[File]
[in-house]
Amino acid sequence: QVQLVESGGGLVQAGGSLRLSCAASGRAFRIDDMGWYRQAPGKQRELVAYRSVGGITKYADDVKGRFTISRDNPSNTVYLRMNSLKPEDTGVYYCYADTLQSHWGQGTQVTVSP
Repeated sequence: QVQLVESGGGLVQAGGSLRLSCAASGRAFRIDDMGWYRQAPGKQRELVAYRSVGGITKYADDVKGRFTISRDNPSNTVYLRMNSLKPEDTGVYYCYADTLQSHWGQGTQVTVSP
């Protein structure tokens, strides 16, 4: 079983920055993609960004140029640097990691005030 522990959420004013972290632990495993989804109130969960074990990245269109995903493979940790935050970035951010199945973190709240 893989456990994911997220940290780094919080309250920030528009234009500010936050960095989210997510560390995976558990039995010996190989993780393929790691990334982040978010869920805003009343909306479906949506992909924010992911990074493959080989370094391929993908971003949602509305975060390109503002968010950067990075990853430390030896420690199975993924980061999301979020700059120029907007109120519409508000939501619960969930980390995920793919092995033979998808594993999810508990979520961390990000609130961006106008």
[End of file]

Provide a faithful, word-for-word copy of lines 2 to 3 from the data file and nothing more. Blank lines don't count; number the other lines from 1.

Amino acid sequence: QVQLVESGGGLVQAGGSLRLSCAASGRAFRIDDMGWYRQAPGKQRELVAYRSVGGITKYADDVKGRFTISRDNPSNTVYLRMNSLKPEDTGVYYCYADTLQSHWGQGTQVTVSP
Repeated sequence: QVQLVESGGGLVQAGGSLRLSCAASGRAFRIDDMGWYRQAPGKQRELVAYRSVGGITKYADDVKGRFTISRDNPSNTVYLRMNSLKPEDTGVYYCYADTLQSHWGQGTQVTVSP